Mycolic acid

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Mycolic acids are long fatty acids found in the cell walls of the mycolata taxon, a group of bacteria that includes Mycobacterium tuberculosis, the causative agent of the disease tuberculosis. They form the major component of the cell wall of mycolata species. Despite their name, mycolic acids have no biological link to fungi; the name arises from the filamentous appearance their presence gives mycolata under high magnification. The presence of mycolic acids in the cell wall also gives mycolata a distinct gross morphological trait known as "cording." Mycolic acids were first isolated by Stodola et al. in 1938 from an extract of M. tuberculosis.

Mycolic acids are composed of a longer beta-hydroxy chain with a shorter alpha-alkyl side chain. Each molecule contains between 60 and 90 carbon atoms. The exact number of carbons varies by species and can be used as an identification aid. Most mycolic acids also contain various functional groups.

Mycolic acids of M. tuberculosis[edit]

Mycolic acids in Mycobacterium tuberculosis.

M. tuberculosis produces three main types of mycolic acids: alpha-, methoxy-, and keto-. Alpha-mycolic acids comprise at least 70% of the mycolic acids present in the organism and contain several cyclopropane rings. Methoxy-mycolic acids, which contain several methoxy groups, comprise between 10% and 15% of the mycolic acids in the organism. The remaining 10% to 15% of the mycolic acids are keto-mycolic acids, which contain several ketone groups.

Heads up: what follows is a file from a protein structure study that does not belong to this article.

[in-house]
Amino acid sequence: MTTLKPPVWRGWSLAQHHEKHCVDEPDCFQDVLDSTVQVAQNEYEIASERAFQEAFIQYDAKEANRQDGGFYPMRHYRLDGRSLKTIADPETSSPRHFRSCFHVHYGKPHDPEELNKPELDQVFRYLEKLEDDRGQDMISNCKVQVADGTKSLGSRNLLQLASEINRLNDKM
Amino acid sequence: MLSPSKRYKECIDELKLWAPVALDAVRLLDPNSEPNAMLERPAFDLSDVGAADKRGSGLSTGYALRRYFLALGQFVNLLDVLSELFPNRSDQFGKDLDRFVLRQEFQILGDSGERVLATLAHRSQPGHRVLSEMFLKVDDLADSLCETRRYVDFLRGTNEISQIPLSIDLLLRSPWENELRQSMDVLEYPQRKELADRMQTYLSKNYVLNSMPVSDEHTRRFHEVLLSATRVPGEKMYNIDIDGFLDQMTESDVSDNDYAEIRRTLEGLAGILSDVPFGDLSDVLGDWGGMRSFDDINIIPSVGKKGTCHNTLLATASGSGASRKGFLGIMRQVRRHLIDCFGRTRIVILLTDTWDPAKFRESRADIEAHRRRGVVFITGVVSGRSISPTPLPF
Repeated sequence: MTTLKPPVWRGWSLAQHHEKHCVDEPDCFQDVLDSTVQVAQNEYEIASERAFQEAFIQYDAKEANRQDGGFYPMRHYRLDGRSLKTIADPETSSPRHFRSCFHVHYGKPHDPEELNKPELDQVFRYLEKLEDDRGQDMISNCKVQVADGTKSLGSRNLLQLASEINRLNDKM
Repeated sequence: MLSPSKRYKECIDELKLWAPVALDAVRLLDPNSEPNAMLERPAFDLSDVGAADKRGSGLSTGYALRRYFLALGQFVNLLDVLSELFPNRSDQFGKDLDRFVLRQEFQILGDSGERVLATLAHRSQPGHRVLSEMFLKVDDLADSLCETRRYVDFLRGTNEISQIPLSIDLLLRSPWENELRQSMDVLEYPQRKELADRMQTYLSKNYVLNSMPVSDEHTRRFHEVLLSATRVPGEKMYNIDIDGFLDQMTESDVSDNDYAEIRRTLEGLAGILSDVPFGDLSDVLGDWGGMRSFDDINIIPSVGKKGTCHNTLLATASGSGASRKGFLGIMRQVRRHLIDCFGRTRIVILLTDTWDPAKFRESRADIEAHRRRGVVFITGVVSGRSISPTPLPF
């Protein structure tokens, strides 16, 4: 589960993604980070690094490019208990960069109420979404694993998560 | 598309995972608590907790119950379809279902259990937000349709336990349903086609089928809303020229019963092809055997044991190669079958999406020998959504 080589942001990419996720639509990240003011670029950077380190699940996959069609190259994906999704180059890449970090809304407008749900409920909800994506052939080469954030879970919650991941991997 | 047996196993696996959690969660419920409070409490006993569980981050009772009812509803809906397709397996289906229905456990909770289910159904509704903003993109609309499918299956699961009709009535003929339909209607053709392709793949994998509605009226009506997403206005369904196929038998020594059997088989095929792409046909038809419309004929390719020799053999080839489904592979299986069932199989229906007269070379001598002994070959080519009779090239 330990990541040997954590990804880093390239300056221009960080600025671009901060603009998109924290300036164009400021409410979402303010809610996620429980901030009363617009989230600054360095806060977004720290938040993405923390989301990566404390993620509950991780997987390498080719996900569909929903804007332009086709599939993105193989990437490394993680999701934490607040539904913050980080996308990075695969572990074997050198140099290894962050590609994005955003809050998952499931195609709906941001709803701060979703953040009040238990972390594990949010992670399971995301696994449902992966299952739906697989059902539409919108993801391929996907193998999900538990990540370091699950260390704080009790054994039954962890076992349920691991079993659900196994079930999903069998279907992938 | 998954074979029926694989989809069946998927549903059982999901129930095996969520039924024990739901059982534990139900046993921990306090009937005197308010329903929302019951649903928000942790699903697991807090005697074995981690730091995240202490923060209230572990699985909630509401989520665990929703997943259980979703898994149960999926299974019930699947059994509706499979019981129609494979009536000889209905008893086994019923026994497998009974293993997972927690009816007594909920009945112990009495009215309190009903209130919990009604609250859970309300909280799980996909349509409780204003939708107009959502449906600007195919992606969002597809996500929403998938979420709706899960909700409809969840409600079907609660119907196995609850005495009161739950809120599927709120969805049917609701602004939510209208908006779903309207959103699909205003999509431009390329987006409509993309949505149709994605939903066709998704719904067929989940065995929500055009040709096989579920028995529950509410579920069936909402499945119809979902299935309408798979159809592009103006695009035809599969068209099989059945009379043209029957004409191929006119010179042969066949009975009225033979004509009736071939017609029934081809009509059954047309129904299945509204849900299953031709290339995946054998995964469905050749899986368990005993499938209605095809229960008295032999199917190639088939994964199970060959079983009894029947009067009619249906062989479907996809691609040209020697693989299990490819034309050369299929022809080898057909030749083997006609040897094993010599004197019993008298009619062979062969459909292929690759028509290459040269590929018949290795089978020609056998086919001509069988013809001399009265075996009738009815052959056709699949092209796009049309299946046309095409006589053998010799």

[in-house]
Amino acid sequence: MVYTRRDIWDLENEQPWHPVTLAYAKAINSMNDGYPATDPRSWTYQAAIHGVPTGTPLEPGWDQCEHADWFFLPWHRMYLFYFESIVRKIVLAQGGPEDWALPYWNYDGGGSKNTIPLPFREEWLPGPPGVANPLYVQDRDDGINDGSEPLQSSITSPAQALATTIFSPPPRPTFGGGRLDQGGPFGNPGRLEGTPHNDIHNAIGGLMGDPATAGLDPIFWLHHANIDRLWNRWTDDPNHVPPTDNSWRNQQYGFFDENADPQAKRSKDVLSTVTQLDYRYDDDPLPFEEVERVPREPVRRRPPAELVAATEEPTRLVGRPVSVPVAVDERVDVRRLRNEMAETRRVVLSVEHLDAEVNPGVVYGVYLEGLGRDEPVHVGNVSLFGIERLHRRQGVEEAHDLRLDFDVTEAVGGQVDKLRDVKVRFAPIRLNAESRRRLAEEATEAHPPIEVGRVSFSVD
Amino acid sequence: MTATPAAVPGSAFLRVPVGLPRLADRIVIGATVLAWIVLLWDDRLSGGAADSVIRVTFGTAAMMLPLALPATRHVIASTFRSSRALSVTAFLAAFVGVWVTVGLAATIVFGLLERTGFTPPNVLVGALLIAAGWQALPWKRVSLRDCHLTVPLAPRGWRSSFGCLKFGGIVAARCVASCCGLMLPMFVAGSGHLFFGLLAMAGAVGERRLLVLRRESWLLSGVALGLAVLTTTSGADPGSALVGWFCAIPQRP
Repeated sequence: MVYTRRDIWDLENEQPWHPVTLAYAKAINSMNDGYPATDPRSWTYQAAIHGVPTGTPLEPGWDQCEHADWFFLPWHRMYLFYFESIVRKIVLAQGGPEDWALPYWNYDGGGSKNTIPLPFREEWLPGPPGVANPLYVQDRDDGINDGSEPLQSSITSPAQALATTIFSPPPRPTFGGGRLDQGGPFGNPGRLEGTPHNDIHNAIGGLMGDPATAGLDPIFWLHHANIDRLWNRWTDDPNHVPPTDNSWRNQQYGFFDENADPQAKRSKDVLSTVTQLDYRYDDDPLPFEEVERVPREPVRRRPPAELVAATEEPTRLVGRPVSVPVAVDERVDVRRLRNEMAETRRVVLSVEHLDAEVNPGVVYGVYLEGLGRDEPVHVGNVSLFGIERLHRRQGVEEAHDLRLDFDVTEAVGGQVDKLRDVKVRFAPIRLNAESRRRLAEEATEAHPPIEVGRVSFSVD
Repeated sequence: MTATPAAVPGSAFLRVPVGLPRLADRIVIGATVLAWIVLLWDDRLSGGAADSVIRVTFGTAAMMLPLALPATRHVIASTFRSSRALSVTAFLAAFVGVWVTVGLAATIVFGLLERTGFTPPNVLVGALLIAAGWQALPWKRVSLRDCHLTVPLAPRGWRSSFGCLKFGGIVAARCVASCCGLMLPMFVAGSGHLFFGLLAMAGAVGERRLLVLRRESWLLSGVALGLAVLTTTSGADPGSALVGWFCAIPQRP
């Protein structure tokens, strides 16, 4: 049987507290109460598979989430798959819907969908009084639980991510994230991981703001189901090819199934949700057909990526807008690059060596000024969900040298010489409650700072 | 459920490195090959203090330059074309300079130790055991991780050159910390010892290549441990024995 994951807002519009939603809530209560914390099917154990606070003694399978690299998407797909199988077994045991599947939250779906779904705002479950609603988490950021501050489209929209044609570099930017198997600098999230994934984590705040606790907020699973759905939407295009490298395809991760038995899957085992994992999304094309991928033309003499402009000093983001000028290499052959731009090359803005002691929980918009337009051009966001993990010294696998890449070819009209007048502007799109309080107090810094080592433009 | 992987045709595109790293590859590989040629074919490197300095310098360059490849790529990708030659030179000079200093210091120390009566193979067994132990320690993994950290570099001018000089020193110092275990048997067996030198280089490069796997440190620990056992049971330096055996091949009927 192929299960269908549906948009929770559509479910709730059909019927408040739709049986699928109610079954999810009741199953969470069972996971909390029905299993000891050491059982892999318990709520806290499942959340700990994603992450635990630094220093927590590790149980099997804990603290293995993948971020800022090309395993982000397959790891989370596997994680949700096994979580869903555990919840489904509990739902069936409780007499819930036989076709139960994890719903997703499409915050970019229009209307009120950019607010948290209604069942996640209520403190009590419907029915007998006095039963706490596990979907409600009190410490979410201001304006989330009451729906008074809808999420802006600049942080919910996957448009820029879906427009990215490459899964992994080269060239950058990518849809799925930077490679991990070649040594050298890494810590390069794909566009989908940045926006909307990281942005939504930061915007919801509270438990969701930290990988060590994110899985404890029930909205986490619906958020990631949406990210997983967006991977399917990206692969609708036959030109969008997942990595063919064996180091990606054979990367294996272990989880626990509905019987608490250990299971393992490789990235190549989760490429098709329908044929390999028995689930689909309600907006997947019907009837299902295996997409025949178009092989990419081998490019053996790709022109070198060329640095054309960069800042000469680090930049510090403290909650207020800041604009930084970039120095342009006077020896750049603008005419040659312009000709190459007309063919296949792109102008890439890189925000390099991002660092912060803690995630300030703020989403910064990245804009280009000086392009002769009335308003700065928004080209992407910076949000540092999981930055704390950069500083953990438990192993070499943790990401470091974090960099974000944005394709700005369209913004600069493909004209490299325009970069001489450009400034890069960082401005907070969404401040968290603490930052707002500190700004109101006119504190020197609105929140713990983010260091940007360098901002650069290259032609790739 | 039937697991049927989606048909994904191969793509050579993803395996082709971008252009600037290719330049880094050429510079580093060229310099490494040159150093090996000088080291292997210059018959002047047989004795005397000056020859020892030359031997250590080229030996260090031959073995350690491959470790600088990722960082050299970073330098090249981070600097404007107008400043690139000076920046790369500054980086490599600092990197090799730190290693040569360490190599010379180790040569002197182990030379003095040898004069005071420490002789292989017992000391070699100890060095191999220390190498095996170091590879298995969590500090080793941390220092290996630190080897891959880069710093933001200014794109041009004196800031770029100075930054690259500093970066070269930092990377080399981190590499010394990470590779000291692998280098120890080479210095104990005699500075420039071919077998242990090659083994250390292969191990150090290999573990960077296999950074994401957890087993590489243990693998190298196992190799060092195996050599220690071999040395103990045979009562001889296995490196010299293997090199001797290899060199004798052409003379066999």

The presence of mycolic acids gives M. tuberculosis many characteristics that defy medical treatment. They lend the organism increased resistance to chemical damage and dehydration, and prevent the effective activity of hydrophobic antibiotics. In addition, the mycolic acids allow the bacterium to grow readily inside macrophages, effectively hiding it from the host's immune system. Mycolate biosynthesis is crucial for survival and pathogenesis of M. tuberculosis. The pathway and enzymes have been elucidated and reported in detail.[1][2] Five distinct stages are involved. These were summarised as follows:[3]

  • Synthesis of the C26 saturated straight chain fatty acids by the enzyme fatty acid synthase-I (FAS-I) to provide the α-alkyl branch of the mycolic acids;
  • Synthesis of the C56 fatty acids by FAS-II providing the meromycolate backbone;
  • Introduction of functional groups to the meromycolate chain by numerous cyclopropane synthases;
  • Condensation reaction catalysed by the polyketide synthase Pks13 between the α-branch and the meromycolate chain before a final reduction by the enzyme corynebacterineae mycolate reductase A (CmrA)[4] to generate the mycolic acid; and
  • Transfer of mycolic acids to arabinogalactan and other acceptors such as trehalose via the antigen 85 complex

The fatty acid synthase-I and fatty acid synthase-II pathways producing mycolic acids are linked by the beta-ketoacyl-(acyl-carrier-protein) synthase III enzyme, often designated as mtFabH. Novel inhibitors of this enzyme could potentially be used as therapeutic agents.

The mycolic acids show interesting inflammation controlling properties. A clear tolerogenic response was promoted by natural mycolic acids in experimental asthma.[5] The natural extracts are however chemically heterogeneous and inflammatory. By organic synthesis, the different homologues from the natural mixture could be obtained in pure form and tested for biological activity. One subclass proved to be a very good suppressor of asthma, through a totally new mode of action. These compounds are now under further investigation. A second subclass triggered a cellular immune response (Th1 and Th17), so studies are ongoing to use this subclass as an adjuvant for vaccination.